Icy asteroids help the James Webb Space Telescope uncover Neptune’s history

Icy asteroids help the James Webb Space Telescope uncover Neptune’s history
An illustration shows the James Webb Space Telescope examining Mors Somnus

An illustration shows the James Webb Space Telescope examining Mors Somnus
(Image credit: Angela Ramirez, UCF)

In examining a pair of icy asteroids at the edge of the solar system, the James Webb Space Telescope is helping scientists understand the evolution of an ice giant: Neptune. These findings could also help reveal how ancient Earth grew saturated with water, the ingredient that ultimately led to the emergence of life. 

The binary asteroid system Mors-Somnus was recently discovered to have originated within an icy band of objects that make up what’s known as the “the Kuiper Belt.” This region exists beyond the orbit of Neptune, the eighth and furthest planet from the sun. Mors-Somnus can therefore be used as a proxy to study the dynamic history of Neptune as well as other icy bodies in the Kuiper Belt, also known as trans-Neptunian objects (TNOs). 

Some larger TNOs have been investigated in detail before, but this research, conducted by the James Webb Space Telescope‘s Surface Compositions of Trans-Neptunian Objects  (Disco-TNOs) program, represents the first time the surface composition of two parts of a small, binary pair of TNOs has been investigated. It’s also the first time, therefore, that their chemical compositions have been revealed.

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“We are studying how the actual chemistry and physics of the TNOs reflect the distribution of molecules based on carbon, oxygen, nitrogen and hydrogen in the cloud that gave birth to the planets, their moons, and the small bodies,” Ana Carolina de Souza Feliciano, research leader and Disco-TNOs program scientist at the Florida Space Institute, said in a statement. “These molecules were also the origin of life and water on Earth.”

Binaries like Mors-Somnus are rare finds outside the Kuiper Belt. This is because the gravitational bond between such distantly separated binaries is disturbed when they are not protected by other icy bodies and fragments within the belt. This indicates to the team that the process by which Mors-Somnus was transported to its current position outside the Kuiper Belt must have been relatively slow.

De Souza Feliciano and colleagues used the JWST to compare the surface of Mors-Somnus to the surfaces of six other undisturbed TNOs, or “cold classical” ones, to determine they have many commonalities. This revealed that these cold, classical bodies as well as the asteroids Mors and Somnus all formed around 2.7 billion miles away in the same Kuiper Belt region. In this region, other TNOs are thought to have formed, too. 

Furthermore, the fact that these bodies appear perturbed from their original positions in the Kuiper Belt means that scientists can compare them to undisturbed cold classical TNOs and perhaps track down how Neptune has migrated to reach its current orbit.

Currently in the Kuiper Belt beyond Pluto, NASA's New Horizons is just one of five spacecraft to reach 50 AU (astronomical units), or 50 times the distance between the sun and Earth, on its way out of the solar system.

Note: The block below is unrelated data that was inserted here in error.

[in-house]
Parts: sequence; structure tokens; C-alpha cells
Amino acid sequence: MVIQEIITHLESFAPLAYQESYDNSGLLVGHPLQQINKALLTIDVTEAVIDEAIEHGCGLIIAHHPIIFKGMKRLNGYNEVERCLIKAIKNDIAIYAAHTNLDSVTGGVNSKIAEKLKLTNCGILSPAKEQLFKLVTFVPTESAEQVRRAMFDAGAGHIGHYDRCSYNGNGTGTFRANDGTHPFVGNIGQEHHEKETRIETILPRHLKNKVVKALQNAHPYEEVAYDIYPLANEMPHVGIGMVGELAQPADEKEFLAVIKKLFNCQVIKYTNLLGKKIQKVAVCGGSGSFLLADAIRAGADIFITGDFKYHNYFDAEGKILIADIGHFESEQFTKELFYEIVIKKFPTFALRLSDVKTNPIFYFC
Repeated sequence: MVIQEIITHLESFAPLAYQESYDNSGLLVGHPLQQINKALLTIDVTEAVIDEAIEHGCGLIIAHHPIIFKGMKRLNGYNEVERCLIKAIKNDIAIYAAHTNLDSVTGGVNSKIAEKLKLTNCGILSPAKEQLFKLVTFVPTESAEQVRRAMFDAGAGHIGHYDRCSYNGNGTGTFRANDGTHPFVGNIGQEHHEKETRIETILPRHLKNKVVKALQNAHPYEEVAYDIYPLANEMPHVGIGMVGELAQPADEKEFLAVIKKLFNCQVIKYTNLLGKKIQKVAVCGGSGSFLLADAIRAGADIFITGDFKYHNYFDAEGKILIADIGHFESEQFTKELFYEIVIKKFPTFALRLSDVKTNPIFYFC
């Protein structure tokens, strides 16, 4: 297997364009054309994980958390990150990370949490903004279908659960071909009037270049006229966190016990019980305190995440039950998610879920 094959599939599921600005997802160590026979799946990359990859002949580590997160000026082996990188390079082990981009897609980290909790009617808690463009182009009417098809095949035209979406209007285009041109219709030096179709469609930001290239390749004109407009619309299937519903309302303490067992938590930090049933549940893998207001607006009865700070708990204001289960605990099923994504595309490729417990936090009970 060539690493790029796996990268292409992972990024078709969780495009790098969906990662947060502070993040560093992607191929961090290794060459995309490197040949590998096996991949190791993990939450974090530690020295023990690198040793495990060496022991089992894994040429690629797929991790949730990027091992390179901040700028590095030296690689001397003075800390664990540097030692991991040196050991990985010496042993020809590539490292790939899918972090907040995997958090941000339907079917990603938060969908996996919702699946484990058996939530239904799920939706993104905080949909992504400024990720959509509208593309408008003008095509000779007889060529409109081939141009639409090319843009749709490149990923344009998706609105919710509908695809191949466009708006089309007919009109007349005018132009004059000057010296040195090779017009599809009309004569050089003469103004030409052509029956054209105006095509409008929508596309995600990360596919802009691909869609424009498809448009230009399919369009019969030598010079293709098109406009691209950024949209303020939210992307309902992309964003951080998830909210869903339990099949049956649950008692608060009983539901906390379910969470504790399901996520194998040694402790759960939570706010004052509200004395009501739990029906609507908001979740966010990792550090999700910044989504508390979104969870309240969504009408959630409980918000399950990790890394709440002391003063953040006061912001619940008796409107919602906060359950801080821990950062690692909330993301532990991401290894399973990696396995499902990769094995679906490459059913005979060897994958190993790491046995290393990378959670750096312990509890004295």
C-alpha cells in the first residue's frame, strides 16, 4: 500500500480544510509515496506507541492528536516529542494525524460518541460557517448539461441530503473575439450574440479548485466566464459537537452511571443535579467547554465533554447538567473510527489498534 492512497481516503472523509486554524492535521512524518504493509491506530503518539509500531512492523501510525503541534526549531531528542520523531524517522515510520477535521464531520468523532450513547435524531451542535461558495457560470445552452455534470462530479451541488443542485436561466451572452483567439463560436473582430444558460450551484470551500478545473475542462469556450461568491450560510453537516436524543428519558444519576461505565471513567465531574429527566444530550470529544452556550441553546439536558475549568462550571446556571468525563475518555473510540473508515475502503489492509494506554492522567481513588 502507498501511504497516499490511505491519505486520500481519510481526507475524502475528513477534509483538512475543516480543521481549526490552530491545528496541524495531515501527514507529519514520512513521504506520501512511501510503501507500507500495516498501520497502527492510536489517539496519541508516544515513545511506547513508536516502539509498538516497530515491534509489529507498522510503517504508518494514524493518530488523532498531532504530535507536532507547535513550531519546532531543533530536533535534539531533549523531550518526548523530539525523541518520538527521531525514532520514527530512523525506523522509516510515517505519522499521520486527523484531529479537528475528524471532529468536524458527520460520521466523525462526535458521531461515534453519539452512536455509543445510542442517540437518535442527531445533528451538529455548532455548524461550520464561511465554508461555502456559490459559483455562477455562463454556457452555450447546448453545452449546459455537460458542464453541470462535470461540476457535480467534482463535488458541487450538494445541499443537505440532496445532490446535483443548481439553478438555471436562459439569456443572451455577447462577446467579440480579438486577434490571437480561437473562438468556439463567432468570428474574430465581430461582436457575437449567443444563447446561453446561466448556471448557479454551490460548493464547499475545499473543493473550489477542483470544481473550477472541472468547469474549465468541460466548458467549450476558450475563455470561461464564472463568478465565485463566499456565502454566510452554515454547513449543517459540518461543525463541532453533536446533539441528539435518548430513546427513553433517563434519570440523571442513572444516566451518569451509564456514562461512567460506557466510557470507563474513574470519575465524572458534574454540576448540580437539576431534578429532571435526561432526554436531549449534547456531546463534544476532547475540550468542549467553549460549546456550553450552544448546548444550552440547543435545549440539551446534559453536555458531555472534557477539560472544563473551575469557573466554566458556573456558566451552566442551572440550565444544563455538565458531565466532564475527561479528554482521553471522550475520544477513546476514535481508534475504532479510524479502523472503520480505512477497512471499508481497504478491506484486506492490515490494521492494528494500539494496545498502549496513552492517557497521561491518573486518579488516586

An illustration of the Kuiper belt and some of the spacecraft observing it (Image credit: NASA/JHUAPL/SwRI)

These are exactly the kind of results researchers were hoping to find once Disco-TNOs data of nearly 60 TNOs started getting delivered from the JWST in late 2022.

“As we started to analyze the Mors and Somnus spectra, more data were arriving, and the connection between the dynamic groups and compositional behavior was natural,” de Souza Feliciano said.

Research co-leader and Florida Space Institute researcher Noemí Pinilla-Alonso conceived the Disco-TNOs program. Thanks to its unprecedented spectral observation capabilities, she believes the JWST will deliver even more information about objects in the Kuiper Belt and even beyond Neptune someday.

“For the first time, we can not only resolve images of systems with multiple components, but we can also study their composition with a level of detail that only the JWST can provide,” Pinilla-Alonso said. “We can now investigate the formation process of these binaries like never before.”

Though the JWST was designed to view objects like galaxies and quasars in the early universe, and thus billions of light-years away from Earth, de Souza Feliciano believes this research emphasizes how the JWST is a true trailblazer.

“Before JWST, there was no instrument able to obtain information from these objects in that wavelength range,” she said. “I feel happy to be able to participate in the era inaugurated by the JWST.”

The team’s research was published on Jan. 9 in the journal Astronomy & Astrophysics.

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Robert Lea is a science journalist in the U.K. whose articles have been published in Physics World, New Scientist, Astronomy Magazine, All About Space, Newsweek and ZME Science. He also writes about science communication for Elsevier and the European Journal of Physics. Rob holds a bachelor of science degree in physics and astronomy from the U.K.’s Open University. Follow him on Twitter @sciencef1rst.

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